How to Stand Out in Five Easy Steps

We’ve established Texas had its challenges for me, one of which was finding a meal not involving a dead cow or deep fryer, and about halfway in I was desperately seeking tofu. (I realize “desperate” and “tofu” are two words that naturally go together for many of you, but I felt them in a different way.)

How to Stand Out in Five Easy Steps  I went online, and found a well-reviewed Thai restaurant in Amarillo. Hallelujah. (And, uh, really?) I could practically taste the Pad See Yew as I sped down Route 66 to my destination.

Then, tragedy struck: restaurant closed, maybe for good. No rice noodles for me anytime soon.

Stomach growling, I spun around and saw this across the street:

How to Stand Out in Five Easy Steps

I didn’t explore the “club” part. I can only give so much, Internet.

I had plans and was running late, and I get crabby if I miss a meal, so it was a What-the-hell moment. I went in.

Cattleman’s Café (3801 E. Amarillo Blvd.) is an old-school Texas joint. Half the people were smoking and all seemed to know each other. People wandered table to table, shaking hands and talking.

I walked in and stood at the cash register waiting to be seated, and I’m not making this up, a hush fell over the room. It was as if I had a set of longhorns growing out of my head, but it could have been my attire. (Step One: Wear big black motorcycle boots.)

Finally the waitress came over, asked me what I wanted, and when I said, The booth in the corner, please? she laughed and said, Seat yourself, Hon. So I did.

(Step Two: Wait, stiff and proper, instead of finding a booth and seating your own damn self.)

The crowd was fascinating. One young woman made the rounds with her newborn, showing the tiny thing off. Neither the baby nor its mother had any teeth. There were a lot of older rancher-looking guys in plaid shirts and trucker hats and cowboy boots. They sat with their wives but flirted with the waitress, who gave as good as she got.

I pulled my notebook and camera from my bag, which alerted the natives there was definitely something odd going on. (Step Three: Make notes and prepare to take pictures.)

Immediately follow that with Step Four: Drop your pen under the table and crawl around looking for it.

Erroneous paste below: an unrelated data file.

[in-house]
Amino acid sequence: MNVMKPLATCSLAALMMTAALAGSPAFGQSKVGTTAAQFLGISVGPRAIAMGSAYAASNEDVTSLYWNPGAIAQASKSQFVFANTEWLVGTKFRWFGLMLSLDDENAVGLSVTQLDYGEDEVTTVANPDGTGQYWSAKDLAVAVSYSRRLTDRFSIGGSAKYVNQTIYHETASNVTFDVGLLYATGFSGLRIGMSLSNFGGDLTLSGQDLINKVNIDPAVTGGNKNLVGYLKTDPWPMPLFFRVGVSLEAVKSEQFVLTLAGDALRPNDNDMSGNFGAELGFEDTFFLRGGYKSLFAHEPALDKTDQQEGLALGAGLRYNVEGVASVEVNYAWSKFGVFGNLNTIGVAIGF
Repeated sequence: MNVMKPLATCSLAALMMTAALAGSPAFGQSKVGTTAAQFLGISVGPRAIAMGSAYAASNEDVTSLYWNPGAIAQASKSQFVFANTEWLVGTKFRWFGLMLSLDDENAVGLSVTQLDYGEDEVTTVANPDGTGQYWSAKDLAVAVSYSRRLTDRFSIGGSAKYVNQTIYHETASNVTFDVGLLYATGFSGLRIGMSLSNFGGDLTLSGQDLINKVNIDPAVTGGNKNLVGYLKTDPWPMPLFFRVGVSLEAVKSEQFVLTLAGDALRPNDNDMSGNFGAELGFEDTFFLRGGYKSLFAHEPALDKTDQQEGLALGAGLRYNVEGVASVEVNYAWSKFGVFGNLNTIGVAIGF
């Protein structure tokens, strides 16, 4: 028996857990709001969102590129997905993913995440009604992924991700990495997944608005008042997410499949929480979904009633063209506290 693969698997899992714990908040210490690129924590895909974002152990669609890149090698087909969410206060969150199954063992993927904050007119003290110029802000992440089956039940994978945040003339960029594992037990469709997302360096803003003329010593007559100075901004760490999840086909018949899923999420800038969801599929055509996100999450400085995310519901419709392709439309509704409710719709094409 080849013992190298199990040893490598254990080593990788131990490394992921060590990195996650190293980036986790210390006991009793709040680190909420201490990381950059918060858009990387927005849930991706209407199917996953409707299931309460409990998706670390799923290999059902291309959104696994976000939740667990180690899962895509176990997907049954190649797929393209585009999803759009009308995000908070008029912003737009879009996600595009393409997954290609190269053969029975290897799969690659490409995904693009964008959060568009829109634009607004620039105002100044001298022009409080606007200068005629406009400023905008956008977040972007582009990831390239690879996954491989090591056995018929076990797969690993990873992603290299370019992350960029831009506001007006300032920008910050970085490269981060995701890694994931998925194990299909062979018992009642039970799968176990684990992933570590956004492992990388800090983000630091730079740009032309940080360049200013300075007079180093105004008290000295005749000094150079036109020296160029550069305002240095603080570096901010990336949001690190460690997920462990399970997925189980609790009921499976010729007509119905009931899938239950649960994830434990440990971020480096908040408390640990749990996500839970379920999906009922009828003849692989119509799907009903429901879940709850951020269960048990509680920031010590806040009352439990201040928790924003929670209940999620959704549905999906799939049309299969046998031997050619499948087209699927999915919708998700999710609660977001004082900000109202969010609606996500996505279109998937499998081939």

I was not blending. Though I suppose I can now also cross spy off my potential careers list.

Apparently crawling around on the floor makes you even hungrier, and my stomach was growling loud enough to hear at the next table. The good news was I was in a restaurant. There was food there. I didn’t care what kind at that point.

More good news: I didn’t have to order beef! I got the hot turkey sandwich with gravy, French fries, and salad ($6.99):

How to Stand Out in Five Easy Steps

All condiments should be served in squirt bottles.

The fries were delicious, light and crisp. The turkey cutlet was served over white toast, and wasn’t bad, actually. Not too salty, and the gravy tasted like turkey, not cornstarch soup. The salad was really just a delivery system for the ranch dressing, which I totally support.

But I wasn’t quite done making a statement. Step Five: Stand over your food, rearrange plates and cups and silverware and squirt bottles, then take flash photos of it all. Repeatedly.

I might be clumsy with a pen, but I am not shy.

This entry was posted in Travel and tagged , , .


  1. Manisha March 11, 2014 at 8:20 pm #

    I agree – all condiments should be served in squirt bottles! I’m starting to get over feeling shy about taking photos of a meal. Have these been imported? I don’t remember reading this one. I like your new site!
    Manisha recently posted…the snowmelt girlsMy Profile

    • deonne March 11, 2014 at 8:49 pm #


      Glad you like it! Yep, this is an old post I transferred over from Gone Scamping. Rereading these makes me want to hit the road for a big Scamp and have more awkward encounters in restaurants, ha. I’ve got a couple short trips first and then I should be able to go on the road for a few weeks in May and June. Can’t wait.

      Love your blog and photographs, as always. Thanks for writing.


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